Pregnant women often have little choice but to continue to work during their pregnancies. In fact, according to the National Women’s Law Center, there are roughly 2.8 million pregnant women in the workforce at any given time.
While some employers provide expansive benefits to pregnant workers, too many others discriminate against them. Refusing to provide reasonable accommodations is one of the more common types of pregnancy discrimination. So, what constitutes a reasonable accommodation for a pregnant worker?
Making work life a bit easier
Most pregnant workers are perfectly capable of doing their job duties, provided their employers offer some flexibility. What qualifies as a reasonable accommodation, though, likely depends on a number of factors, including industry and job duties. Nevertheless, the following accommodations are usually reasonable for most employers:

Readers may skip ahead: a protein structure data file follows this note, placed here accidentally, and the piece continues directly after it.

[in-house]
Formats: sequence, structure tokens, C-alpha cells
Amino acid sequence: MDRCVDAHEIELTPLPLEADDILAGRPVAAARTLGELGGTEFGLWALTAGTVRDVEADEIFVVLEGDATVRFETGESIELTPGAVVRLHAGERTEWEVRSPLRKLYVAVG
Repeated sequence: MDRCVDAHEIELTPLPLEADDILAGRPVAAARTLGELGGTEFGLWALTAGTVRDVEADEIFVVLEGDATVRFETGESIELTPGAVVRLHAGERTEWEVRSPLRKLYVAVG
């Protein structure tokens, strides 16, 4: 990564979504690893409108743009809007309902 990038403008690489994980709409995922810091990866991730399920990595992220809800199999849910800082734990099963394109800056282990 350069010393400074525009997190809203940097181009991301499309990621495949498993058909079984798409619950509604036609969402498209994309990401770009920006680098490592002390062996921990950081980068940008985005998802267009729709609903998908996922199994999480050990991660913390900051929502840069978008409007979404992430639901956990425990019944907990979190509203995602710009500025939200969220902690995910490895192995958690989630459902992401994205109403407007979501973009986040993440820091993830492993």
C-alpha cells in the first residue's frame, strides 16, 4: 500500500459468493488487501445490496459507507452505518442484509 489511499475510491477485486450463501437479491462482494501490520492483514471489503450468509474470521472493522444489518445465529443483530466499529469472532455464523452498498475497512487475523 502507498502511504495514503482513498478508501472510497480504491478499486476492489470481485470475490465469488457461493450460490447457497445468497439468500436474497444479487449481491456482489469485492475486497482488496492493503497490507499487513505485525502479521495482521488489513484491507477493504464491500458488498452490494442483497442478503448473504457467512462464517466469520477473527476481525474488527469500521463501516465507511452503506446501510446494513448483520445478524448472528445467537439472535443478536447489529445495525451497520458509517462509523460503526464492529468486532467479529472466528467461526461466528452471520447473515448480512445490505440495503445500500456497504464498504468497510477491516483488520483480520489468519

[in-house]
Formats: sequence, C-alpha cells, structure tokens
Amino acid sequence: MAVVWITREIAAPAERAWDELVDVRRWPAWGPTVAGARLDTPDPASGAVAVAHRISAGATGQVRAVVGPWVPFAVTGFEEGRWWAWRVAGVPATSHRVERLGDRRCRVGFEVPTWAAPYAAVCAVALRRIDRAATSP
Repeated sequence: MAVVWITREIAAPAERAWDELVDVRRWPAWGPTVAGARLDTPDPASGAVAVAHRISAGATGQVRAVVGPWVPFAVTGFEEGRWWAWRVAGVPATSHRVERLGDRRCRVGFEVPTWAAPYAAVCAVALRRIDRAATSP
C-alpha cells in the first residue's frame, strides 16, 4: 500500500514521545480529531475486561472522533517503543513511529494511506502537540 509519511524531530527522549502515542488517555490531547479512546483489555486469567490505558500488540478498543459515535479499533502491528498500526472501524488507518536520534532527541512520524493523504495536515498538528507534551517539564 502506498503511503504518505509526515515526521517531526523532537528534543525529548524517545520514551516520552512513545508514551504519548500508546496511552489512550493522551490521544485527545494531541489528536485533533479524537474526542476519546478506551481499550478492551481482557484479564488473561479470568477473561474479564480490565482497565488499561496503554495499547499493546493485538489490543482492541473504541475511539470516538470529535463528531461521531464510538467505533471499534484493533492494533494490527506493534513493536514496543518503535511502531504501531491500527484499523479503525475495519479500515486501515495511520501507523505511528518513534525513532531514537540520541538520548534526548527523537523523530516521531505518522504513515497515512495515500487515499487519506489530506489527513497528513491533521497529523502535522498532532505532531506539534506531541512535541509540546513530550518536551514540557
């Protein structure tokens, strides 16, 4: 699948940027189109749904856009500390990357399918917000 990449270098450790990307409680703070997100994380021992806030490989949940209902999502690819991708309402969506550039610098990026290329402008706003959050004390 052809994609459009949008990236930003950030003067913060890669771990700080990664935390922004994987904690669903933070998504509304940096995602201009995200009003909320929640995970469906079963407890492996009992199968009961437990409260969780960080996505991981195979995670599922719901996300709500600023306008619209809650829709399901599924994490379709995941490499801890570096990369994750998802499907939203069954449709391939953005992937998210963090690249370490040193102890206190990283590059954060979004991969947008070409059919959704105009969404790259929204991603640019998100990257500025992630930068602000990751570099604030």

- Allowing pregnant workers to sit during their shifts
- Limiting the lifting of heavy objects
- Reworking job duties
- Permitting longer or more frequent breaks
- Allowing time off for medical appointments
Gathering evidence of illegal treatment
When dealing with pregnant workers, most employers must comply with both federal and state laws. If you believe your employer might not be treating you fairly, you should gather as much evidence as possible about the illegal treatment. This evidence may be useful if you must file a discrimination complaint or take other types of legal action against your employer.
You should have a right to work during your pregnancy without facing impermissible discrimination. Ultimately, if you can collect enough evidence about your employer’s refusal to provide you with reasonable accommodations, you might be able to save your job and your career.